Transform by Simon held a CxO roundtable yesterday led by Nick Drake, VP of Global Marketing at Google, Doina Harris, CPO at Simon, and Rich Demato, Head of Transformation at Simon. Six marketing and experience leaders got together to discuss how they’re approaching digital transformation during a time that forces change.
This was a group of industry leaders spanning multiple industries: finance, retail, and food/hospitality. While everyone on the call had naturally been focused on transformation initiatives prior to Covid-19, the imperative shifted as did the speed. The unanimous approach has been to:
- Take careful note of the macro trends from one’s own and adjacent industries
- Radically focus strategy
- Prioritize initiatives and resources without delay
This data-savvy group looked to macro, industry-specific trends to help lead the way to informed transformation. We wanted to share a few key trends that were top-of-mind for the group.
Market volatility has many consumers asking for a better understanding of their portfolios and a more active role in managing them. The emotional connection between consumers and their portfolios needs to be digitally respected from a brand, messaging, and personalization perspective. There has also been a rise in social-impact investing
Because of the immense growth of people looking to shop digitally, there is tremendous opportunity on the other side of this pandemic. To realize it, the customer experience needs to be relentlessly innovated upon in a highly data-driven, “aim-to-win” fashion. Retaining customers gained during this time will count on experience.
Food & Beverage
The immediate shift to delivery and need to reimagine the dine-in experience has forced many brands to turn on their heels toward a contactless, but still comforting, experience. Digital transformation initiatives, which may have been treated as a 6-month long science experiment in the past, now need to be done overnight and have an immediate, measurable impact on engagement.
We heard a lot about the specific initiatives at several of the companies on our call, and while we won’t detail them here, the types of transformation can be summarized into 3 groups:
One interesting theme we heard during the roundtable was that as priorities shift to reflect the things that need to accelerate , there was a healthy collapse of functions and groups to improve alignment and speed. The best illustration of this is at Google, where formerly siloed messaging services are now under one lead and one group.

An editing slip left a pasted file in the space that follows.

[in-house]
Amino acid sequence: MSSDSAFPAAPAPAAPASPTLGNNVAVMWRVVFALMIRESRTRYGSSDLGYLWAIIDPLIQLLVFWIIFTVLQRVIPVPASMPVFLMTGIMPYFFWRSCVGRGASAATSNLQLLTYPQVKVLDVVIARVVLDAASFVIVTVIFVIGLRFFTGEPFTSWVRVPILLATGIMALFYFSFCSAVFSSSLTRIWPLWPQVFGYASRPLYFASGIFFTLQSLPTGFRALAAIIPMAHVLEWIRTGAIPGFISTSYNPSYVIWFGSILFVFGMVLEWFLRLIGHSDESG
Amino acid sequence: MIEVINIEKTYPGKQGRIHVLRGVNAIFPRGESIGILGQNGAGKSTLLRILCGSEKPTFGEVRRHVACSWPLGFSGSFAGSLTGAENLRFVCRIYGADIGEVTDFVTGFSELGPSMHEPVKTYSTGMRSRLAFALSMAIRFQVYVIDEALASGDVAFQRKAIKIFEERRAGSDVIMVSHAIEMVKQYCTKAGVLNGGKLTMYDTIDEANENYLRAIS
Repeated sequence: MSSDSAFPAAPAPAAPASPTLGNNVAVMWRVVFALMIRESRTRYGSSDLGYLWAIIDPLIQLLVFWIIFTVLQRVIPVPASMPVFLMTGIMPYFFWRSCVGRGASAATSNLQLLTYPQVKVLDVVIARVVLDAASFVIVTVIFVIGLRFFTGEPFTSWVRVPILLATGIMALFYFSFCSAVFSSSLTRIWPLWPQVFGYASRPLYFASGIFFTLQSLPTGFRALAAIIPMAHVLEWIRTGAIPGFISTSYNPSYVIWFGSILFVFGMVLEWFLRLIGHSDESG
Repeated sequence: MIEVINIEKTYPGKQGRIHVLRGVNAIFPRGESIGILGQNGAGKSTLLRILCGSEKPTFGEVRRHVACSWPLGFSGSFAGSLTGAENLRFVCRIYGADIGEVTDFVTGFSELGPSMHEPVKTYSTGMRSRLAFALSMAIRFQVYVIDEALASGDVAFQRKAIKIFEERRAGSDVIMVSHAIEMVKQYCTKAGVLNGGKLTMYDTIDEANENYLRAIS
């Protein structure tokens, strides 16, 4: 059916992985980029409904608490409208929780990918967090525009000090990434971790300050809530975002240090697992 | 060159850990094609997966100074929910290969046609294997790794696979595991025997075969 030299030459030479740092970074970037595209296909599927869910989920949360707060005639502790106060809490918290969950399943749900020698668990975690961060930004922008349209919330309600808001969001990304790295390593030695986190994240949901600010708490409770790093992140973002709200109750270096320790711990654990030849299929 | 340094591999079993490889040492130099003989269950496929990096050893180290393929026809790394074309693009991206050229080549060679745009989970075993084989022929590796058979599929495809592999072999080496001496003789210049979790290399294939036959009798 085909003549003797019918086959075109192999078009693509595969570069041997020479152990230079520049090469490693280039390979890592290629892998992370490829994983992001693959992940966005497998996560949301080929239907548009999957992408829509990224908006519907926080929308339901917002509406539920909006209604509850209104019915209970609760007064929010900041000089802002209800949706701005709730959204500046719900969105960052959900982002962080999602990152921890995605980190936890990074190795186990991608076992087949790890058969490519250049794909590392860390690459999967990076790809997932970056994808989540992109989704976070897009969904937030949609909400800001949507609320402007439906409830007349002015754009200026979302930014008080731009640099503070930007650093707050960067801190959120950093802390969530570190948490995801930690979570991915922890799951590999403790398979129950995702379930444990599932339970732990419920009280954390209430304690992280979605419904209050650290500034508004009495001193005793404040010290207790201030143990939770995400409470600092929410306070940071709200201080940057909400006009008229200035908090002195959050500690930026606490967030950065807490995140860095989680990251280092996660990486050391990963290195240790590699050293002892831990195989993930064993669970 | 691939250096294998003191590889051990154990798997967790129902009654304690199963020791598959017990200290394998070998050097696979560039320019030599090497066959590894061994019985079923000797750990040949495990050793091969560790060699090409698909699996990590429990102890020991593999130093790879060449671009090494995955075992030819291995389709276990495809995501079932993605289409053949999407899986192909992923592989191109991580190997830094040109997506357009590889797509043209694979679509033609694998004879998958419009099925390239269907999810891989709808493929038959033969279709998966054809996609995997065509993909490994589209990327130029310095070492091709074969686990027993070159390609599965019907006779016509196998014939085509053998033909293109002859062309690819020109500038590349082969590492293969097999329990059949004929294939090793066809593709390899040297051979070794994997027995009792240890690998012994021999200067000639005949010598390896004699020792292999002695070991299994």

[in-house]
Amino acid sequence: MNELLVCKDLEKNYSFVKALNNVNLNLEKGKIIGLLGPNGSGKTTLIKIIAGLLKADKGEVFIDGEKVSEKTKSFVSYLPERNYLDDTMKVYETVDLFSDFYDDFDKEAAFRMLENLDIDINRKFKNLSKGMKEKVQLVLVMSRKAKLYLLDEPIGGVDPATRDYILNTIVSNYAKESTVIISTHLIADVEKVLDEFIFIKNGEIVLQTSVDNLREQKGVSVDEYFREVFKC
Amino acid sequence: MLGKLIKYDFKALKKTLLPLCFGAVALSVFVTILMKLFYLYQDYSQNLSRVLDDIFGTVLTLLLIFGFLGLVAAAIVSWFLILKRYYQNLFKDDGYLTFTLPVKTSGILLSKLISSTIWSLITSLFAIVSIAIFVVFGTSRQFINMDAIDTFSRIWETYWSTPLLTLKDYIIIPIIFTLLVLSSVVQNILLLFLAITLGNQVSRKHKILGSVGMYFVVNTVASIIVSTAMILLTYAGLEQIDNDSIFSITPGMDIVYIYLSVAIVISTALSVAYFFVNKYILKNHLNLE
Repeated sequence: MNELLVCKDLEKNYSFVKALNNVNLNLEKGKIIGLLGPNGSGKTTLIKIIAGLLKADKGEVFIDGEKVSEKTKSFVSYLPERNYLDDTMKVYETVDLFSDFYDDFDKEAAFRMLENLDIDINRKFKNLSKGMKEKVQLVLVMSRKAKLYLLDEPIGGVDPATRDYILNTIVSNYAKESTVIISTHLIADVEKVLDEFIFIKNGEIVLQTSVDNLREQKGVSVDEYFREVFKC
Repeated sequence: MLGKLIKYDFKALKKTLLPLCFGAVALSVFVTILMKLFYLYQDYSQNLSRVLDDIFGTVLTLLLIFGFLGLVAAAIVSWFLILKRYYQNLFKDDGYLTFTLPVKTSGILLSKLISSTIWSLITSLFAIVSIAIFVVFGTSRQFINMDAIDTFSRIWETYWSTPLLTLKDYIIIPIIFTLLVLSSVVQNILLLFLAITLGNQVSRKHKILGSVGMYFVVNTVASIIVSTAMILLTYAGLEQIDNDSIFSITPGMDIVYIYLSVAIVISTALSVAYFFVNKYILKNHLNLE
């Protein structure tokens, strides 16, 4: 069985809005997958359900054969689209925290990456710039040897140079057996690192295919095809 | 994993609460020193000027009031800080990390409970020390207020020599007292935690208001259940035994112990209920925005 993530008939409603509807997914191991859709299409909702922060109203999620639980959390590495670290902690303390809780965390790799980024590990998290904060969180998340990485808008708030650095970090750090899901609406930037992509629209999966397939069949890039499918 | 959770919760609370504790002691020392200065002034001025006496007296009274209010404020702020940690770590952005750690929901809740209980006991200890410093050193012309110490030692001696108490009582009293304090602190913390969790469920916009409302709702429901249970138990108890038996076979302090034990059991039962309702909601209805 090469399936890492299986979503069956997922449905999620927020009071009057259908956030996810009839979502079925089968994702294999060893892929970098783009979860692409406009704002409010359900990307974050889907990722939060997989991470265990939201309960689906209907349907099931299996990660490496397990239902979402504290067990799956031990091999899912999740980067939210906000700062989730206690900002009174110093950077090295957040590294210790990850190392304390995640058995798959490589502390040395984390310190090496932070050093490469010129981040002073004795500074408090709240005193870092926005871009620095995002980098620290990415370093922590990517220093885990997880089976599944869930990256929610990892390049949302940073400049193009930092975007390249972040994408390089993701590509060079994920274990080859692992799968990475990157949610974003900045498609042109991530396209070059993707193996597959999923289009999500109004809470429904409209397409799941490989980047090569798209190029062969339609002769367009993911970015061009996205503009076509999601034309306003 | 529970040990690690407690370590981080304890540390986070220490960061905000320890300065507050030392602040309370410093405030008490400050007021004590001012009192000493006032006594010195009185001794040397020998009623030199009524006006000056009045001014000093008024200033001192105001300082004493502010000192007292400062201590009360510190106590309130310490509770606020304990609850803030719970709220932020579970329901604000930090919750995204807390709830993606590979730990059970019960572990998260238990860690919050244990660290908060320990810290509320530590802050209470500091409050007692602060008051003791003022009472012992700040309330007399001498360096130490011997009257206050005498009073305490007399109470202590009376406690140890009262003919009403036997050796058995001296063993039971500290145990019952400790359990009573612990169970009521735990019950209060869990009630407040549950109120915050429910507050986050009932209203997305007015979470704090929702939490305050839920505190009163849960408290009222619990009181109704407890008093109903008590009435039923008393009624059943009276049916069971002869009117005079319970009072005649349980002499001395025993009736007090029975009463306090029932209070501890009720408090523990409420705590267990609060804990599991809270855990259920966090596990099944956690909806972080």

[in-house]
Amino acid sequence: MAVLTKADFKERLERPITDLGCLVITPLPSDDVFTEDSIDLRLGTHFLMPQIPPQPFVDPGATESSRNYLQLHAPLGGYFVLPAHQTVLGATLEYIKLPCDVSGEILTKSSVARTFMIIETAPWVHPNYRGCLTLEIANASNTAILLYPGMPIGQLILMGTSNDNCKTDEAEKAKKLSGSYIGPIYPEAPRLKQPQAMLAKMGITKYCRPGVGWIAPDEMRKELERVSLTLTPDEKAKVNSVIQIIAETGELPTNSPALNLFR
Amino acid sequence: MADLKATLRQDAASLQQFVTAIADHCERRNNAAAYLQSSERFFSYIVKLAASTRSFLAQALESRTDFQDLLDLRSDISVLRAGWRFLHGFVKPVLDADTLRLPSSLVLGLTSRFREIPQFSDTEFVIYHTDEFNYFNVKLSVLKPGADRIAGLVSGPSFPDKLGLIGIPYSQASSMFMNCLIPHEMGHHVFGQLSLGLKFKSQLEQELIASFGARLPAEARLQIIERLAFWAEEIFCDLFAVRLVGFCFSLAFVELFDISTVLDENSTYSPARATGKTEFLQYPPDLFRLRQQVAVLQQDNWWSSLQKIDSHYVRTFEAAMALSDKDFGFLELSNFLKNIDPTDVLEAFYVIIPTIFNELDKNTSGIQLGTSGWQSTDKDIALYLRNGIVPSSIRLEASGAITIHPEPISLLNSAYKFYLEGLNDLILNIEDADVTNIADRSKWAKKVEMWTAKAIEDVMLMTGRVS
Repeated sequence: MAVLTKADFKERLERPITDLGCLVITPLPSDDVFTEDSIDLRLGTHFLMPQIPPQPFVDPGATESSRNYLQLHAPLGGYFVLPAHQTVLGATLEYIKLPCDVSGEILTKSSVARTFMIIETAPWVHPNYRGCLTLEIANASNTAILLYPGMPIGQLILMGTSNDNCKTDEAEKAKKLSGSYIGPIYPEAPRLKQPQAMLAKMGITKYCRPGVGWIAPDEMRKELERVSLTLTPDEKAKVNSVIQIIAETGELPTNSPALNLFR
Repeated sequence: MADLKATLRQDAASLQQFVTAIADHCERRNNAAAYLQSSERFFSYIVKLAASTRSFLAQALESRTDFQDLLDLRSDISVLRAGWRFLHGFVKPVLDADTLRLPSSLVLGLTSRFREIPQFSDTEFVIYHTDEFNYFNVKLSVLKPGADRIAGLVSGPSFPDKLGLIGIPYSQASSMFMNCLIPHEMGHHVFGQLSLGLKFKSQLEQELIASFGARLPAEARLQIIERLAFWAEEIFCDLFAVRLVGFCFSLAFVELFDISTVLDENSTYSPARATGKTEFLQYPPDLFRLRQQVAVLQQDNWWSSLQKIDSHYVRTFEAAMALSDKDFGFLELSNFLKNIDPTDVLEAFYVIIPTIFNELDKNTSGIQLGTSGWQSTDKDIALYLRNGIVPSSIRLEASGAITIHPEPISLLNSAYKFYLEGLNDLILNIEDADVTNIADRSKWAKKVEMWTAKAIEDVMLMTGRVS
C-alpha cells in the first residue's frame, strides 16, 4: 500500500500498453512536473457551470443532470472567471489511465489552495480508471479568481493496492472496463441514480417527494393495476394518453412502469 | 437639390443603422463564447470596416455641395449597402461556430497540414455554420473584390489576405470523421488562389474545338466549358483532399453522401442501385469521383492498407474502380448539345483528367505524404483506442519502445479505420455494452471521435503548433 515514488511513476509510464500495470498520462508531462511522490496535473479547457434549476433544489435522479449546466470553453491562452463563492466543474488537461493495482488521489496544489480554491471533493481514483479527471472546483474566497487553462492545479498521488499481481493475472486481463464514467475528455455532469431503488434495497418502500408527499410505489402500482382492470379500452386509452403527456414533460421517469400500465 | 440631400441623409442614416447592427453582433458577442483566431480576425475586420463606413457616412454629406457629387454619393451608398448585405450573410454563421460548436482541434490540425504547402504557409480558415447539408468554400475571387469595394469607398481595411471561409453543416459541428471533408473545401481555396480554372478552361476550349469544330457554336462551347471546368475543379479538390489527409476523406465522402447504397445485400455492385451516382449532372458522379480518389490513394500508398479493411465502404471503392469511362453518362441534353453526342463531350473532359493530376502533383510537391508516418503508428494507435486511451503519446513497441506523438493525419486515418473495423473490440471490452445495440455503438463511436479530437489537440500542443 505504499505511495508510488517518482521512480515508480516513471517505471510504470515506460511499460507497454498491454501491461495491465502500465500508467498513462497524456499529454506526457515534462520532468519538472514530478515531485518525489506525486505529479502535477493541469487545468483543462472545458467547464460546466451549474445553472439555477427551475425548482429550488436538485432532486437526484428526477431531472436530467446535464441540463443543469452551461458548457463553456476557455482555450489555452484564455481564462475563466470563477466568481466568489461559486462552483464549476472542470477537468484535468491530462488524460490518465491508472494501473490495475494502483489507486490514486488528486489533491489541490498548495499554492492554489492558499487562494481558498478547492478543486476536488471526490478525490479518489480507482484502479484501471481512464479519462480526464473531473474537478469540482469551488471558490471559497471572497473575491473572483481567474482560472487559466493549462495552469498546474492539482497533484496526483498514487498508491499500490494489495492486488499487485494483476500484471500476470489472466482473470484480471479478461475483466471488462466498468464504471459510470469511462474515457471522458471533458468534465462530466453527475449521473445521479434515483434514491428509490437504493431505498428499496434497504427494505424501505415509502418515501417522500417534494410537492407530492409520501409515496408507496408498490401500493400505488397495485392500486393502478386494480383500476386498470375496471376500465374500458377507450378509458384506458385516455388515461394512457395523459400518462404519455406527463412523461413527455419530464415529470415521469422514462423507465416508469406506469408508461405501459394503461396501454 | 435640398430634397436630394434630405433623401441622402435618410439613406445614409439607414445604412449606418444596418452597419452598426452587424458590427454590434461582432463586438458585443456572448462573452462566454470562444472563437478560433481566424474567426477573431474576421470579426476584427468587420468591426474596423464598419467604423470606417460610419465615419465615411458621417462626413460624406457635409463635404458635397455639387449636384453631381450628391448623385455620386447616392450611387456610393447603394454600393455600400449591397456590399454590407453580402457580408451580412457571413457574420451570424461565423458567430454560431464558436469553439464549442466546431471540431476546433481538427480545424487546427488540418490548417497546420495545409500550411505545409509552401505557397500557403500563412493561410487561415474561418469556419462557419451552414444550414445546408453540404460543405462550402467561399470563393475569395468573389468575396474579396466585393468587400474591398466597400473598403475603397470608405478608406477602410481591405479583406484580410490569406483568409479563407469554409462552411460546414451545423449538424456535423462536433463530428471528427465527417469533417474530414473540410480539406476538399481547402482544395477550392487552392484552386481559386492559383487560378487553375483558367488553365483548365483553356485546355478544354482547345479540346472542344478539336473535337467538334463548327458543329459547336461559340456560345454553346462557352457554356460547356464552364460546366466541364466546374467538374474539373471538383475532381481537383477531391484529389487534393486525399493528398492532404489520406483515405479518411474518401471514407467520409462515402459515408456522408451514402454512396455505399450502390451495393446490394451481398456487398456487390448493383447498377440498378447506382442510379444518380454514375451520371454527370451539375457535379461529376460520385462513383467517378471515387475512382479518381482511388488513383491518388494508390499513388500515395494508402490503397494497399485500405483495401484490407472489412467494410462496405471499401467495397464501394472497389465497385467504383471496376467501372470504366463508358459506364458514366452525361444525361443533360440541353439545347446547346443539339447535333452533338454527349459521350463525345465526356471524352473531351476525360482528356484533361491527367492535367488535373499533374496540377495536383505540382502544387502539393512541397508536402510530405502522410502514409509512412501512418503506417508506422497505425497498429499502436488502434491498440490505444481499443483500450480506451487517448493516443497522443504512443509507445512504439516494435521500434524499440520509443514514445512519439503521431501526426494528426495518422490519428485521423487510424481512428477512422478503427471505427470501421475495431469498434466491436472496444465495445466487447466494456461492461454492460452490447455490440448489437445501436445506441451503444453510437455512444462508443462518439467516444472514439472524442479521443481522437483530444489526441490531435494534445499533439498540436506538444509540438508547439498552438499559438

Working from Home
To actually achieve transformation in any of these areas, you need to radically focus your people and technology. Working from home is one of the main areas of digital transformation happening and while not owned by marketers or customer experience officers, it was a huge topic of discussion. The main areas of concern were data security, effectiveness, and understanding the balance between productivity and efficacy of teams.
- A functional “home office” is a corporate investment
- Data security needs to cover this new work paradigm immediately because of the new vulnerabilities it creates
- Many brands have adopted “WFH for the rest of 2020” policies, some going even further and allowing it to be a permanent state so long as productivity remains constant
- Employee utilization and KPIs need to be understood, baselined, and checked-in on to inform process improvements
- Some early internal surveys are showing happier employees due to better work-life balance and reduced commute
Curious about our Transform events and community? Transform is a private, invite-only community where C-level executives come together to network, learn, and collaborate with their peers. Next up, we have a roundtable discussion with TJ Papp (Nike, Kenneth Cole, Victoria’s Secret) on Infrastructure 2.0: Stack Modernization as a Driver of Growth on 5/27 at 1 pm ET.
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